Let me be perfectly frank: George W. Bush is the worst president in U.S. history. I never thought anyone could beat Nixon, but here we are.
Mind you, I am always one to give credit where it is due - even to those who differ with me politically. Unsurprisingly, I find Bush to be bereft of such credit - except in political acumen. I am certain that future historians will look at this period of history and shake their heads in amazement.
One of Bush's great strengths is that he knows how to win politically, regardless of the consequences. Since I have no respect at all for people who can achieve such things, it is not necessarily something I can respect. Bush has turned Negative Campaigning from an artform into an artistic movement. How else was he able to paint John Kerry, a decorated Vietnam war veteran, as a purse-carrying nancy boy? Selling freezers to eskimos comes to mind.
The thing I hate about negative campaigning is that it attempts to influence the masses through images and sound-bites that may not actually reflect the truth. The whole spectre of negative campaigning is so repugnant that it exposes some of the basic structural flaws of modern democratic politics.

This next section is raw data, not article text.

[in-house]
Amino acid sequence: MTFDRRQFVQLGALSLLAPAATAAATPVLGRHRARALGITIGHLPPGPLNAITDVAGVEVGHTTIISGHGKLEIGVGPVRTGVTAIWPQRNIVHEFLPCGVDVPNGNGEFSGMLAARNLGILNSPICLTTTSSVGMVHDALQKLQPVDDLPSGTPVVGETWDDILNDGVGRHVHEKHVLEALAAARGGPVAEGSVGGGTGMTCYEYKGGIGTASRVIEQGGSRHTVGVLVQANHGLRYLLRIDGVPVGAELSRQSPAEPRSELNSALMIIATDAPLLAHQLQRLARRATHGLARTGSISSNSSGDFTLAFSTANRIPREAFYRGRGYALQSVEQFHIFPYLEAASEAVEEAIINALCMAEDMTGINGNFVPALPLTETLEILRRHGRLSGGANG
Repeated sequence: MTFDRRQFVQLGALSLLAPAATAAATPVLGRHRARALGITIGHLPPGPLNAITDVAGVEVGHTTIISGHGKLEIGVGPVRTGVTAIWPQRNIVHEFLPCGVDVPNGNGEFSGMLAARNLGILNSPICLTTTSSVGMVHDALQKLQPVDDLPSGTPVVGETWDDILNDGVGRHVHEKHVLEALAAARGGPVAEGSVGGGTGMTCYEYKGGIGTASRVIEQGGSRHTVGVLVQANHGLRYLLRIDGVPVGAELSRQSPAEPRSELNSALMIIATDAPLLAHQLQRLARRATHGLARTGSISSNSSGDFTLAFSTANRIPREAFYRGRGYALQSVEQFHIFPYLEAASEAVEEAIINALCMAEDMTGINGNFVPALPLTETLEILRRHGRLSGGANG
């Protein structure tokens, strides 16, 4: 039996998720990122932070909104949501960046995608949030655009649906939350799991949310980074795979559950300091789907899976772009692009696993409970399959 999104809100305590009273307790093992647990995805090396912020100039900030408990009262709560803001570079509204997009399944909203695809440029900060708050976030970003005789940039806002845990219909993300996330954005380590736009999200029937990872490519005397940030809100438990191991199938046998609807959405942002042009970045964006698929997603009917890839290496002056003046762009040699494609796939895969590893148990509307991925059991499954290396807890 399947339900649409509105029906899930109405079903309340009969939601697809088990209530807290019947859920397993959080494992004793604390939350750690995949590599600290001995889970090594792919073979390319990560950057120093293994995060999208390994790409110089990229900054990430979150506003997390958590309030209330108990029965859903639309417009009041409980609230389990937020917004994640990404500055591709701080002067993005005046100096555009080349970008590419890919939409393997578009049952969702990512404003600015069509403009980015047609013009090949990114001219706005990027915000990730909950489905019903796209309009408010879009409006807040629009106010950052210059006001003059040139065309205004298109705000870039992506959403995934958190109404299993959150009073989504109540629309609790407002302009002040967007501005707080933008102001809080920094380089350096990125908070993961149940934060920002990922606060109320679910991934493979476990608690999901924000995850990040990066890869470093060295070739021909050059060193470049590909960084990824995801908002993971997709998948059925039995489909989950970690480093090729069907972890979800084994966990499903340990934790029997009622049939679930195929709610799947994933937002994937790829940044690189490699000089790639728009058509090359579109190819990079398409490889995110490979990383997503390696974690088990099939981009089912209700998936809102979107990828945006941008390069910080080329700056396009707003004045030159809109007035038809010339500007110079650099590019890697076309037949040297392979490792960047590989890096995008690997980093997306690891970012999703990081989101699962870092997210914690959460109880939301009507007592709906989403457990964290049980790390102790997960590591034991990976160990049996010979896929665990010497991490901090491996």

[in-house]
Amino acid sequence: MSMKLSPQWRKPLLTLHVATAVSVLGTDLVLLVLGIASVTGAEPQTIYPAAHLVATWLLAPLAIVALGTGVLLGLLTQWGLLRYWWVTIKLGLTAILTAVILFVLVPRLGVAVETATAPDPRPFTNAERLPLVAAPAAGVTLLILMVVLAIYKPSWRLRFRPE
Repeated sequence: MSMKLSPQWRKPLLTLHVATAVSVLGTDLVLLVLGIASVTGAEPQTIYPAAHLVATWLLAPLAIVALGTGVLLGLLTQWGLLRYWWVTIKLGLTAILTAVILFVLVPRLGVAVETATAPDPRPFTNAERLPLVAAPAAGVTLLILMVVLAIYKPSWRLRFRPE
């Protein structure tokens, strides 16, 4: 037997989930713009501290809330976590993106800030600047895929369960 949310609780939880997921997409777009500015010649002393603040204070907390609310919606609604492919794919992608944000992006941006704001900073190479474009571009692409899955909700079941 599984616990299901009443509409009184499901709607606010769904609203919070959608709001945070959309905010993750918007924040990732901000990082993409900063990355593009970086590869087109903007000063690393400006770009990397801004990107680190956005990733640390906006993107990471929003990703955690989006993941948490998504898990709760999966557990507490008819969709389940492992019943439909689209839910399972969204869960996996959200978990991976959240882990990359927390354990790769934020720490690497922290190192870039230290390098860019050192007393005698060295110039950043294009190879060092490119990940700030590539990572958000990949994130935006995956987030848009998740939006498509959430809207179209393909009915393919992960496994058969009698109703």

The problem, now, is that the left-wing of American politics has discovered that it, too, must run their own negative campaign. I recently complained about Bob Herbert's article Blood runs red, not blue, and today I am faced with yet another piece of negativity - this time by Maureen Dowd, entitled My Private Idaho.
Dowd's article is not so much opinion as it is opinionated. She makes a list of all the problems with America and shows how Bush prefers to spend time on vacation rather than working. Moreover, she also makes some cheap shots, referring to Bush's "beloved feather pillow", his decision to try to lose some weight, and his US$3000 mountain bike that is "tenderly unloaded" to the tarmac by an Air Force One steward.
Like Dowd, I am sick of Bush and everything he has done. I just hate it when those who are supposed to represent the more progressive side of politics start using tactics that I find personally repugnant. I prefer politicians to stand up for what they believe in rather than commit acts of public hypocrisy. That's how I feel about Bush and his supposed Christian faith, which is meant to transform a person's behaviour to be more like Christ. I certainly can't imagine Jesus okaying a campaign of lies against his political opponents - so why should a Christian politician?
It all comes down to a political gambit. If progressive politicians in the US are willing to stand by their supposed ethics and not engage in the tactics of their opponents, then the chances are that they will lose in the short term but win in the long term. Such a behaviour should start with progressive commentators like Maureen Dowd and Bob Herbert.
From the Department of "Wha's happnin?"
© 2005 Neil McKenzie Cameron, http://one-salient-oversight.blogspot.com/
This work is licensed under a Creative Commons Attribution 2.5 License.